Thursday 3 November 2016

Tomatoes Can Protect Your Skin From Harmful Effects Of UV Radiation


Tomato contain elements that can protect our skin from harmful effects of UV radiation.

Two pigments in the fruit available in nutritional supplements can help shield the skin against the effects of ultra violet (UV) radiation, a study has found.

Lycopene and lutein are both claimed to have anti-cancer properties. Lutein, also found in kale and spinach, is known as the “eye vitamin” because it is reputed to protect against eye conditions such as macular degeneration and cataracts.

Researchers studied the effect of the supplements in 65 volunteers whose skin was exposed to two types of UV light, UVA1 and UVA/B.

Compared with no treatment, both significantly reduced the activity of “indicator genes” in the skin that act as markers of photo-ageing and inflammation - two key signs of damage inflicted by sunlight.

Professor Jean Krutmann, one of the scientists from the Leibniz Research Institute for Environmental Medicine in Germany, said: “Our study further supports the concept that dietary strategies are beneficial for human skin in general and that nutritional supplements of the exact kind used in this study are very effective in providing protection against UVA radiation-induced skin damage in particular.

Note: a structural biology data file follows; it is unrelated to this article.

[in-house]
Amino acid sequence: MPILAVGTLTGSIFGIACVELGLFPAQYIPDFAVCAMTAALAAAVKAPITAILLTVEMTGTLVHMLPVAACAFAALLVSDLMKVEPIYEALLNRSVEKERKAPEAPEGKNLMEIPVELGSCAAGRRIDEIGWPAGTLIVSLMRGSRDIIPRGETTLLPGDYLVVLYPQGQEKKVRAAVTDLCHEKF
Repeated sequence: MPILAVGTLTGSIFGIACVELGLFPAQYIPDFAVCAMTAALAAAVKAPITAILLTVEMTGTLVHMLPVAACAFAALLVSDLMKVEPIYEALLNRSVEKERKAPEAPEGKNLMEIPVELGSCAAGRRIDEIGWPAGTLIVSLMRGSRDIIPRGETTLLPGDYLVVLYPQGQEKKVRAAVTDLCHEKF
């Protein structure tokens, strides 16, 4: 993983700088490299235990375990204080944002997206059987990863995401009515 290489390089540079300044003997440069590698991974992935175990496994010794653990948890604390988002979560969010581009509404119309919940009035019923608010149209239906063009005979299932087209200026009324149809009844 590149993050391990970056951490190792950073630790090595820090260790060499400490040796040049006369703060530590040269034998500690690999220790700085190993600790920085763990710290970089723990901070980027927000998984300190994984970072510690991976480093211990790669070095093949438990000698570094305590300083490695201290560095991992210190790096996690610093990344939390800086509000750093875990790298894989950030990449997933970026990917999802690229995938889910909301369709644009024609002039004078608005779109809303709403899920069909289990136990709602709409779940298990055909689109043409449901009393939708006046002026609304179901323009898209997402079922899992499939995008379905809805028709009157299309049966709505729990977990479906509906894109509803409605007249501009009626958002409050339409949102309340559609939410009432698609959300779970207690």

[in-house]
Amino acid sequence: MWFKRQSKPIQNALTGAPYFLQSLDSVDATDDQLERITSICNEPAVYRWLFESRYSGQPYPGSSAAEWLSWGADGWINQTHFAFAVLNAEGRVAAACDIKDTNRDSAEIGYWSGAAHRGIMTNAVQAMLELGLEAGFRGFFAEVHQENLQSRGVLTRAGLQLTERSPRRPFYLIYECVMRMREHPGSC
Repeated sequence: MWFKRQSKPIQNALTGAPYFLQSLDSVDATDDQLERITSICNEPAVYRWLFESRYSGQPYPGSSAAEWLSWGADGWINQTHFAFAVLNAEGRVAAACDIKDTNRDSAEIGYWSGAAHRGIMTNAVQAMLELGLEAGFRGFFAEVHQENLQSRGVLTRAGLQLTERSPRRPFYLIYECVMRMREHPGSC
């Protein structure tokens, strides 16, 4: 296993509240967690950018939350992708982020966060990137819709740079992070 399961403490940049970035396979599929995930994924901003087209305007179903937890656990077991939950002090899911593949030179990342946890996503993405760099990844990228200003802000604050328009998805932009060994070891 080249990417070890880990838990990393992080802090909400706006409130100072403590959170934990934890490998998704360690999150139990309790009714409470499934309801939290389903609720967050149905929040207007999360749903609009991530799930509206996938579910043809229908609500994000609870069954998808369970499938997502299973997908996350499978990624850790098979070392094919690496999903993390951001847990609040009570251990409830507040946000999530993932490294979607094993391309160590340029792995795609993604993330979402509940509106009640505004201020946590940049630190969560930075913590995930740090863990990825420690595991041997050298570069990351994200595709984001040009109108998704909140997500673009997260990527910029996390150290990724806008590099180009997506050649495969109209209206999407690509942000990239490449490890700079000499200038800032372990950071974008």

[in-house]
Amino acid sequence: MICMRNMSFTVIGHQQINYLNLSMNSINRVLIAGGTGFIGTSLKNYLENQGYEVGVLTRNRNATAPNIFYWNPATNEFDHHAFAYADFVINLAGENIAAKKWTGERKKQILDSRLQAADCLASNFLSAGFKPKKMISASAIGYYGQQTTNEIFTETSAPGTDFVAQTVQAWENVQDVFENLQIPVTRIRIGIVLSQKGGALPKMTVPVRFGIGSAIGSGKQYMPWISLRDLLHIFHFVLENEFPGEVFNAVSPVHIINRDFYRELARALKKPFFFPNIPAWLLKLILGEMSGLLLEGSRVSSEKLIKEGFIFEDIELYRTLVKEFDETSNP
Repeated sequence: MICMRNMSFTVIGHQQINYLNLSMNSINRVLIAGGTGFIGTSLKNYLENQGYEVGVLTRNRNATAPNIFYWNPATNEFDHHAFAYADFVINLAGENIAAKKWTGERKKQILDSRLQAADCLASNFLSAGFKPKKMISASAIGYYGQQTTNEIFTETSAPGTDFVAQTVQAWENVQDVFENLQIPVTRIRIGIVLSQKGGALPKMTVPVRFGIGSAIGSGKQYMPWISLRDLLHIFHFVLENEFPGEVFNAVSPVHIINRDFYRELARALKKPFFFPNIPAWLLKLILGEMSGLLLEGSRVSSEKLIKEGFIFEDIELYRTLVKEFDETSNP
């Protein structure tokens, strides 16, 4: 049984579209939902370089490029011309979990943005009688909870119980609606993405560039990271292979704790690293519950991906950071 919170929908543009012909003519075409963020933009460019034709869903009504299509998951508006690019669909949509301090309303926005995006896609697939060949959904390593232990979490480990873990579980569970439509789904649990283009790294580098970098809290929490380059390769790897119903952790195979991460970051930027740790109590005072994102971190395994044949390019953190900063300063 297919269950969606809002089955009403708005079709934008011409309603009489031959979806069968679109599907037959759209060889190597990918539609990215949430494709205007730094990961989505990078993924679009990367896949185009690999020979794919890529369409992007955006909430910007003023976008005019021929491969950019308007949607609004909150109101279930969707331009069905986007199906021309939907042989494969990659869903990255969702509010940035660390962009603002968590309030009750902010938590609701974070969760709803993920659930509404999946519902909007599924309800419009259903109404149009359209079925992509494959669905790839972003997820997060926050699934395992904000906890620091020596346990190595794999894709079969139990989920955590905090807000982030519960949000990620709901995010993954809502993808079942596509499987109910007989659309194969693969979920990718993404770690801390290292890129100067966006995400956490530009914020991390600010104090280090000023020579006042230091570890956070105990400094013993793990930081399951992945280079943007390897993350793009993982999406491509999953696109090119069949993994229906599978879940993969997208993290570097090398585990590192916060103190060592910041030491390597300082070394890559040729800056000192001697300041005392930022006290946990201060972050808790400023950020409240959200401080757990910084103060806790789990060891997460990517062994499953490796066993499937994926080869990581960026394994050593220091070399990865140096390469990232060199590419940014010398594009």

“It also demonstrates that assessment of molecular markers is a very powerful approach to study efficacy of oral photo-protective strategies... “

The findings are published in the British Journal of Dermatology.

Previous studies have assessed lycopene's ability to reduce UV-induced erythema, or reddening of the skin.

One investigation found that a lycopene mixture was as good at preventing sunburn as a sunscreen with a sun protection factor (SPF) of 1.3.

The latest study went further by using gene activity as a way of measuring sun damage to human skin.

Matthew Gass, of the British Association of Dermatologists, said: “Eating tomatoes and kale isn't a substitute for sunscreen or other forms of sun protection such as protective clothing and shade.

“However, this study shows that these lycopene and lutein supplements could be an extra tool to protect against sun damage."



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